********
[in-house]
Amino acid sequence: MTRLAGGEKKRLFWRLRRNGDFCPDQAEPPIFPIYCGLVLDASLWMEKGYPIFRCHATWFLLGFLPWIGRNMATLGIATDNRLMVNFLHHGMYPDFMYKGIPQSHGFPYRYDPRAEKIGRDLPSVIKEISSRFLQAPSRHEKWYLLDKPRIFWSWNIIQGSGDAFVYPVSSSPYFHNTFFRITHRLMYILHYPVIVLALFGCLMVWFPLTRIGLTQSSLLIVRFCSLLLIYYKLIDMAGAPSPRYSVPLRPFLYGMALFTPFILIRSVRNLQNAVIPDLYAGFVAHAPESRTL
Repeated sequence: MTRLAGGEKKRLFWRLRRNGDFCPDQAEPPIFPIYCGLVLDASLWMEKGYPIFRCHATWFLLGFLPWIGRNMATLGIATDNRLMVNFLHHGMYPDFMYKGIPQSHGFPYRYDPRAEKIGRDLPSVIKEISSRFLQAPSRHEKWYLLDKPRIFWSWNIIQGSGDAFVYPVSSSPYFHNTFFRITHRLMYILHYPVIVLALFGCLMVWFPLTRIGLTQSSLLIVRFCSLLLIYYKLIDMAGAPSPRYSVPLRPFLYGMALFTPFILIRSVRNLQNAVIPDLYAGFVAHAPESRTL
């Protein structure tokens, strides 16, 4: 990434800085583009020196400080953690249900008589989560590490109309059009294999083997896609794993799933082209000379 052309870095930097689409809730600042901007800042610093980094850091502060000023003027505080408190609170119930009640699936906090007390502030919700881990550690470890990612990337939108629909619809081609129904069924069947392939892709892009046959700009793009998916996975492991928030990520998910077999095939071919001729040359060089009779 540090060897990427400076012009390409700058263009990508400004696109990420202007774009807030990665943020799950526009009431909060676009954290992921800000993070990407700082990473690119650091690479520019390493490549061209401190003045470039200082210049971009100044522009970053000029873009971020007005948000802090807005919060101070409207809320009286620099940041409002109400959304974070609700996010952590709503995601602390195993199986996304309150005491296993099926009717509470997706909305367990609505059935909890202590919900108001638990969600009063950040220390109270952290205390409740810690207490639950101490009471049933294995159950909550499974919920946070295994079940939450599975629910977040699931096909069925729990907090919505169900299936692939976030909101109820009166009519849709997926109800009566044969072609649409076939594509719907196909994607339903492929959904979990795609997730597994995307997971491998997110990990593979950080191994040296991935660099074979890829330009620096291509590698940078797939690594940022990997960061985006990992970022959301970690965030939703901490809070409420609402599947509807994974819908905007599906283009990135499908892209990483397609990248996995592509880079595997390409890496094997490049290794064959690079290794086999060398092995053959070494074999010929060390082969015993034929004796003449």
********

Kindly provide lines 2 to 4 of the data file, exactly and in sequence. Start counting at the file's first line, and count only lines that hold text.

Amino acid sequence: MTRLAGGEKKRLFWRLRRNGDFCPDQAEPPIFPIYCGLVLDASLWMEKGYPIFRCHATWFLLGFLPWIGRNMATLGIATDNRLMVNFLHHGMYPDFMYKGIPQSHGFPYRYDPRAEKIGRDLPSVIKEISSRFLQAPSRHEKWYLLDKPRIFWSWNIIQGSGDAFVYPVSSSPYFHNTFFRITHRLMYILHYPVIVLALFGCLMVWFPLTRIGLTQSSLLIVRFCSLLLIYYKLIDMAGAPSPRYSVPLRPFLYGMALFTPFILIRSVRNLQNAVIPDLYAGFVAHAPESRTL
Repeated sequence: MTRLAGGEKKRLFWRLRRNGDFCPDQAEPPIFPIYCGLVLDASLWMEKGYPIFRCHATWFLLGFLPWIGRNMATLGIATDNRLMVNFLHHGMYPDFMYKGIPQSHGFPYRYDPRAEKIGRDLPSVIKEISSRFLQAPSRHEKWYLLDKPRIFWSWNIIQGSGDAFVYPVSSSPYFHNTFFRITHRLMYILHYPVIVLALFGCLMVWFPLTRIGLTQSSLLIVRFCSLLLIYYKLIDMAGAPSPRYSVPLRPFLYGMALFTPFILIRSVRNLQNAVIPDLYAGFVAHAPESRTL
């Protein structure tokens, strides 16, 4: 990434800085583009020196400080953690249900008589989560590490109309059009294999083997896609794993799933082209000379 052309870095930097689409809730600042901007800042610093980094850091502060000023003027505080408190609170119930009640699936906090007390502030919700881990550690470890990612990337939108629909619809081609129904069924069947392939892709892009046959700009793009998916996975492991928030990520998910077999095939071919001729040359060089009779 540090060897990427400076012009390409700058263009990508400004696109990420202007774009807030990665943020799950526009009431909060676009954290992921800000993070990407700082990473690119650091690479520019390493490549061209401190003045470039200082210049971009100044522009970053000029873009971020007005948000802090807005919060101070409207809320009286620099940041409002109400959304974070609700996010952590709503995601602390195993199986996304309150005491296993099926009717509470997706909305367990609505059935909890202590919900108001638990969600009063950040220390109270952290205390409740810690207490639950101490009471049933294995159950909550499974919920946070295994079940939450599975629910977040699931096909069925729990907090919505169900299936692939976030909101109820009166009519849709997926109800009566044969072609649409076939594509719907196909994607339903492929959904979990795609997730597994995307997971491998997110990990593979950080191994040296991935660099074979890829330009620096291509590698940078797939690594940022990997960061985006990992970022959301970690965030939703901490809070409420609402599947509807994974819908905007599906283009990135499908892209990483397609990248996995592509880079595997390409890496094997490049290794064959690079290794086999060398092995053959070494074999010929060390082969015993034929004796003449």